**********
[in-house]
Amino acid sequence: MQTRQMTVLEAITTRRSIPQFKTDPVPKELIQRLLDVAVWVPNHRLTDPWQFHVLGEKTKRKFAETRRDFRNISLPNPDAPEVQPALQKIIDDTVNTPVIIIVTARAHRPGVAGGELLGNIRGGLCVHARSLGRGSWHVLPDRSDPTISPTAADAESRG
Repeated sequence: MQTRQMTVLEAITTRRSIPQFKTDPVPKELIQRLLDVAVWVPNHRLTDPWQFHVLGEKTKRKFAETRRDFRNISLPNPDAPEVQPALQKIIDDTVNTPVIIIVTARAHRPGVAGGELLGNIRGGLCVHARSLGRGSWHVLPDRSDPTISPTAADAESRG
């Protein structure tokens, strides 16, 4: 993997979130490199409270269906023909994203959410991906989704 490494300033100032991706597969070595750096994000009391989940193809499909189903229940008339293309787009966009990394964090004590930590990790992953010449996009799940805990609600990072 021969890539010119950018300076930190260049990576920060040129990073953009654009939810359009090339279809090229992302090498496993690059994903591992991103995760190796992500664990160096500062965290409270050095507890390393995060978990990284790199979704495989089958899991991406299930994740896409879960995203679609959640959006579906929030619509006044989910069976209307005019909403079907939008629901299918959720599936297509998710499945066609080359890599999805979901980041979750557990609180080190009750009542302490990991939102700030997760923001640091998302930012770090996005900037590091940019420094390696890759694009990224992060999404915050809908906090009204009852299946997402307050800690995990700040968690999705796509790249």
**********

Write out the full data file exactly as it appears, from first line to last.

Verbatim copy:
[in-house]
Amino acid sequence: MQTRQMTVLEAITTRRSIPQFKTDPVPKELIQRLLDVAVWVPNHRLTDPWQFHVLGEKTKRKFAETRRDFRNISLPNPDAPEVQPALQKIIDDTVNTPVIIIVTARAHRPGVAGGELLGNIRGGLCVHARSLGRGSWHVLPDRSDPTISPTAADAESRG
Repeated sequence: MQTRQMTVLEAITTRRSIPQFKTDPVPKELIQRLLDVAVWVPNHRLTDPWQFHVLGEKTKRKFAETRRDFRNISLPNPDAPEVQPALQKIIDDTVNTPVIIIVTARAHRPGVAGGELLGNIRGGLCVHARSLGRGSWHVLPDRSDPTISPTAADAESRG
């Protein structure tokens, strides 16, 4: 993997979130490199409270269906023909994203959410991906989704 490494300033100032991706597969070595750096994000009391989940193809499909189903229940008339293309787009966009990394964090004590930590990790992953010449996009799940805990609600990072 021969890539010119950018300076930190260049990576920060040129990073953009654009939810359009090339279809090229992302090498496993690059994903591992991103995760190796992500664990160096500062965290409270050095507890390393995060978990990284790199979704495989089958899991991406299930994740896409879960995203679609959640959006579906929030619509006044989910069976209307005019909403079907939008629901299918959720599936297509998710499945066609080359890599999805979901980041979750557990609180080190009750009542302490990991939102700030997760923001640091998302930012770090996005900037590091940019420094390696890759694009990224992060999404915050809908906090009204009852299946997402307050800690995990700040968690999705796509790249």